The simple answer is yes, if you consider the technical specifications between the two formats (never mind that you can't actually produce most recordings in DSD because of the lack of tools). PCM recordings made at 96 kHz/24-bits have greater frequency response and dynamic range than DSD 64 tracks. The noise shaping required to increase the dynamic range beyond 6 dB (the result of 1-bit encoding) in the "audio band" is deposited just above the top of our hearing range. Look at the spectra of a typical DSD 64 track below:


Figure 1 - A spectrograph of an "audiophile" DSD 64 recording. [Click to enlarge]


The purple "haze" in the high frequency area of the left hand spectral displays are the ultrasonic noise...put there by the noise shifting. It's supposed to be out of the "audio band" but there is no "audio band" for your playback equipment. Imagine how your electronics and tweeters feel when this type of recording comes along...all analog sounding and warm. You bet. The graph on the right is a big side letter "V". At a point just above 23 kHz, the line steadily rises almost back to where it started. Welcome to DSD 64. Any resemblance to high-end audio is purely coincidental.


What about dynamic range? DSD can actually eclipse a CD in dynamics AFTER the noise is plowed out of the way. But it doesn't come close to the theoretical 144 dB that 24-bit PCM can achieve. Those specs are great for recording engineers like me but the fidelity of your system will never benefit from 24-bit DACs or fidelity. There simply are no recordings being released that have that much dynamics and your room couldn't handle it if they were.


The answer to the question posed back in April at CA is quite straightforward. How is it possible for Chris' reader to spin out 530 comments arguing about a true statement? I haven't read all of the comments. The ones that I did read focus on the personal preferences of readers for the "warmth and analog sound" erroneously attributed to the DSD format (remember the study that determined that no one could tell the difference between mics split to a PCM rig AND a DSD rig).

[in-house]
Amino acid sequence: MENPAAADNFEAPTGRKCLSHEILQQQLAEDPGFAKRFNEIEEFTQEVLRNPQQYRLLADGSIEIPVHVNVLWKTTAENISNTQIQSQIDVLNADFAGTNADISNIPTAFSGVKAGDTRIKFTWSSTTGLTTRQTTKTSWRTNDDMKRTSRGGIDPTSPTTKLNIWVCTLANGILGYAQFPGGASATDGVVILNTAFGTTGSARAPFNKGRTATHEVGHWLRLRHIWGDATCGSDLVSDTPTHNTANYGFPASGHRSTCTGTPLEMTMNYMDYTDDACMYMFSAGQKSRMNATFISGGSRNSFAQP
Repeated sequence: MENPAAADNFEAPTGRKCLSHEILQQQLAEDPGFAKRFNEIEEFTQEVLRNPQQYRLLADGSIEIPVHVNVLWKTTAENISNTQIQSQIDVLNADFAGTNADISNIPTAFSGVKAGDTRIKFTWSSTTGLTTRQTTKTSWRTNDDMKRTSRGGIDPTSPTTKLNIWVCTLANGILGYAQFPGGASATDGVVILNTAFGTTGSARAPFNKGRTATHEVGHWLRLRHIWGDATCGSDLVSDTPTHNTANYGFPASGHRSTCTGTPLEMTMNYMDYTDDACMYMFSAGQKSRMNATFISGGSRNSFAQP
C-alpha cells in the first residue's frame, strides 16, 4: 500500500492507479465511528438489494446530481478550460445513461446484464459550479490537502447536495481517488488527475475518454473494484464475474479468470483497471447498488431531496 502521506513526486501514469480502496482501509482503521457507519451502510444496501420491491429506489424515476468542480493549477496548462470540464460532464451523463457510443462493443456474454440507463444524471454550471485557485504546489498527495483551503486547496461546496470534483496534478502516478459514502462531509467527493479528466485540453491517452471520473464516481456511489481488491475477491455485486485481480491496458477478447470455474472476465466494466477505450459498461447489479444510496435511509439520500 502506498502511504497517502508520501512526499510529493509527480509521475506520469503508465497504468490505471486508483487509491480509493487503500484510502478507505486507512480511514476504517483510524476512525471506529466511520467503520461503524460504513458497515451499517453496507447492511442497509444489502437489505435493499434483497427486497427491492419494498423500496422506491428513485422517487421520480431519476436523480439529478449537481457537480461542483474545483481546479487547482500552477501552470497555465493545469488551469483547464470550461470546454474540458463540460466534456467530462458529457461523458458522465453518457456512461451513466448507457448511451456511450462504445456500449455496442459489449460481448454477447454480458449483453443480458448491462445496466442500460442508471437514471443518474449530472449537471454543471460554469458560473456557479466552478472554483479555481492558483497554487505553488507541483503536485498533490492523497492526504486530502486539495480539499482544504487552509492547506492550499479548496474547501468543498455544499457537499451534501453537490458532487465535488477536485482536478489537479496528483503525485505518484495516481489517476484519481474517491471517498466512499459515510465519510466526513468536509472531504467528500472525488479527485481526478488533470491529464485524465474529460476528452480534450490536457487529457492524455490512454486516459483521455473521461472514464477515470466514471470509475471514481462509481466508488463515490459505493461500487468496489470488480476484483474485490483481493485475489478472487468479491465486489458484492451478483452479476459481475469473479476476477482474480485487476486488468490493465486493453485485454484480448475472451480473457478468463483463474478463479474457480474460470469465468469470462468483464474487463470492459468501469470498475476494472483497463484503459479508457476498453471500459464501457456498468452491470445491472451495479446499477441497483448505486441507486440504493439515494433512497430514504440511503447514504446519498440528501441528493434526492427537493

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As a music teacher, I can only repeat what has been said many time before, hearing is very different from person to person thus subjective.

Of the various hi-res formats discussed which is the best is probably also subjective.

I have great sounding recordings from

2L recorded in DXD

Reference Recordings 24/176

Sound Liaison 24/96

Blue Coast flac 24/96

Naim 24/96

Linn 24/192


The 2L is maybe the most clear but lacks the warmth that especially the

Sound Liaison and Reference Recordings has.

For placement, ''visual image'' and depth, I also put Sound Liaison on top with Reference Recordings close behind.

Linn, Bluecoast and Naim are all good but does not engage me as much.

I think the engineer and thus microphone placement is the most important.

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  • 3 weeks later...
That's a very good point.


In my system, I do prefer DSD256 for the whole chain. Next to that, PCM, from RedBook to higher rates up-converted to DSD128 offline sound great too.


Got them. Very cool set of free DSD files (with the other formats). My preference is DSD in my system.

Did you upsample the files to DSD256?

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[ATTACH=CONFIG]19762[/ATTACH]link;Sound Liaison Music Shop

These are interesting files for this discussion;


Got them. Very cool set of free DSD files (with the other formats). My preference is DSD in my system.


Hi YashN

I see you have the nano, are you considering upgrading to the idac2 or do you find the nano sufficient for DSD playback?